Learning in the past two years from this good practice has led to Comic Relief to launch a further £8 million investment programme, funding strategic approaches and grassroots organizations along the migratory route from the Middle East and North Africa MENA to Europe, including the UK. 

Main activities of the Good Practice

Funding: August 2016 – August 2018 Comic Relief has awarded £3.570m for:

  • Two UK charities, Safe Passage and Help Refugees, which were funded to test existing legislation and open routes for child refugees to come to the UK from Europe.
  • Funding Help Refugees and their French partners to safeguard and protect children during and after the demolition of the Calais camp in 2016, including psychosocial provision
  • Contributing to the funder’s coalition for family reunion and integration under the Families Frist Initiative, managed by the British Red Cross;
  • Support for the UK-based charity Refugee Action to combine their frontline integration work with their Stand Up to Asylum Campaign, putting refugees at the heart of the work.

Influencing: Comic Relief has used its unique role as a popular Brand with 90 per cent public recognition to raise awareness and influence attitudes and behaviours:

  • In October 2016 it made a short film about the Calais camp narrated by the actor Masie Williams (prominent in Game of Thrones). The film was shown on several platforms including YouTube.
  • Worked with an education consultant to develop resources for primary and high schools in line with the national curriculum, including two films about children in refugee camps, teaching materials and ideas for how pupils could campaign and raise money. Comic Relief has reach into 60 per cent of UK schools
  • The 80th Anniversary of the Kindertransport, which brought 10,000 children fleeing the Nazis to the UK during World War Two, also saw an increase in activity and awareness to bring more children to the UK. Including a Comic Relief BBC film, narrated by Olivia Colman.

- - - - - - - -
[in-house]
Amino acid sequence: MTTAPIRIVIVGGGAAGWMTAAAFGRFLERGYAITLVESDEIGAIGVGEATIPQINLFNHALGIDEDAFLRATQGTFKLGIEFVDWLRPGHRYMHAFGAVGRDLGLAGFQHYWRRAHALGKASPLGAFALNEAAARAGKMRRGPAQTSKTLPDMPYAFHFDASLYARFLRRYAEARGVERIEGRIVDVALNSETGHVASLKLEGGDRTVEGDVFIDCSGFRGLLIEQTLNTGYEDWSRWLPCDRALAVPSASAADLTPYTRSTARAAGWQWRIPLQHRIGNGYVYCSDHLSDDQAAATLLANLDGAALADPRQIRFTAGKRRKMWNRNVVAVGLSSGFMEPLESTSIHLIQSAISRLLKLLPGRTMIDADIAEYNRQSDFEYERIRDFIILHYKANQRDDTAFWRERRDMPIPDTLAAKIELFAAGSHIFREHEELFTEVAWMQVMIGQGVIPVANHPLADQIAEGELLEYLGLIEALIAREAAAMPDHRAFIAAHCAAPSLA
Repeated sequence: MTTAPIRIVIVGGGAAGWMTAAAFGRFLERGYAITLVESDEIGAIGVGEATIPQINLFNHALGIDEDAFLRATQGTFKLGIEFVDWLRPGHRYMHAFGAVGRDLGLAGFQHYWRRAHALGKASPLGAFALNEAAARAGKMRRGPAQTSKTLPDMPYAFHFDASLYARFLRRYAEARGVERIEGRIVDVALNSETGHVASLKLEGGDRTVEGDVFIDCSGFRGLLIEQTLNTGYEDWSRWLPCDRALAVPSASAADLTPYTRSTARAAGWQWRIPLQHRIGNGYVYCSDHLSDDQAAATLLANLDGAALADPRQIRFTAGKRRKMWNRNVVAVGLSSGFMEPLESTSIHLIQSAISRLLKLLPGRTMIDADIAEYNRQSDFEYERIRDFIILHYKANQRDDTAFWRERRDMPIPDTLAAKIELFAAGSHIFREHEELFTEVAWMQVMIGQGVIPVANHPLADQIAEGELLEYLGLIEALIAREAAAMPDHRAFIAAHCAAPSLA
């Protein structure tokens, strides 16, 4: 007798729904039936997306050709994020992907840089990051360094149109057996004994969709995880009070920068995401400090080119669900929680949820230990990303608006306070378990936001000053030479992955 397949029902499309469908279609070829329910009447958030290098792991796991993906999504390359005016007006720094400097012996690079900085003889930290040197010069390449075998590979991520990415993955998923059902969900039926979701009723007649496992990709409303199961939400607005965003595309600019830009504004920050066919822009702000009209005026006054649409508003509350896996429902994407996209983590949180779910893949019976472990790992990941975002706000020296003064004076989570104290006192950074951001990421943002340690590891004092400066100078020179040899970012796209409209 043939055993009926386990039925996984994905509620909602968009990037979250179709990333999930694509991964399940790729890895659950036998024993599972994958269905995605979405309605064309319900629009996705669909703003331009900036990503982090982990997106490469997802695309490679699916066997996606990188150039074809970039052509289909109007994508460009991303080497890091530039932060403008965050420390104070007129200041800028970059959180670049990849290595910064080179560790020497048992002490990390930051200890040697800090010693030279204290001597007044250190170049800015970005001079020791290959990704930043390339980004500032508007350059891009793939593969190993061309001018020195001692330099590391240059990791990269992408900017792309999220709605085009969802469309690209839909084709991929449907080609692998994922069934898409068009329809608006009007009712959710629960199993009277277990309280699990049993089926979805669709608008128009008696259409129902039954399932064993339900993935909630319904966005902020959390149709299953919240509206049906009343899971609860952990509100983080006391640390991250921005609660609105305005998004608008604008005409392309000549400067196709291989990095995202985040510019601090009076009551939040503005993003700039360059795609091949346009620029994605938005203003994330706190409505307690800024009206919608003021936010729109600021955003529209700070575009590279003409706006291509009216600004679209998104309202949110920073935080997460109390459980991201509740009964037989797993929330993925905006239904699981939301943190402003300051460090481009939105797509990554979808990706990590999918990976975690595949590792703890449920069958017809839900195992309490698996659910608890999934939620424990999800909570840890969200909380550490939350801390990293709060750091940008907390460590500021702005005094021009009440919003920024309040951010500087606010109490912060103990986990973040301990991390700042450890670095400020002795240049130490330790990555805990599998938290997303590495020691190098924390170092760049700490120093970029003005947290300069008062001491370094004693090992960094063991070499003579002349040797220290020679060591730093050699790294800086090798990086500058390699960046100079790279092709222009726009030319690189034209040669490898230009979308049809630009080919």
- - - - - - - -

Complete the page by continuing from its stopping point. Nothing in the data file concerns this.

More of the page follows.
• Co-hosted with Elevate Children’s Funders Group a funders’ meeting on collaboration and Children on the Move

Challenges and how they are being overcome

The key challenges involved with driving this work forward have been:

  • How to effectively counter the increasingly hostile rhetoric, especially in such a polarized context as Brexit – Comic Relief is addressing this by being informed by research on how messaging resonates with different audiences. There are several organizations carrying out research such as the Frameworks Institute, British Futures, Migration Exchange. In addition, Comic Relief has completed its own audience segmentation analysis to ensure its storytelling and messaging is targeted effectively. 
  • How to fund organizations that can be agile and responsive to rapidly changing situations on the ground – Comic Relief is aware that, as a London-based funder, it is not always best placed to understand the situation in countries where they are not based. To address this, it reaches small grassroots organizations through intermediary funders who understand the local context. To ensure service delivery is meeting need, it is also committed to its investments being driven by people with lived and worked experience. It has embedded that requirement into its new £8 million funding called “Across Borders” as well as offering flexible and core funding to help strengthen civil society.
  • How to ensure both frontline delivery work and sustainable systemic change are achieved – Comic Relief has learnt that funding service delivery work only is not enough to create sustainable change. It is therefore funding campaigns, strategic litigation and offering longer investments alongside direct service delivery. It is also exploring providing core or unrestricted funding.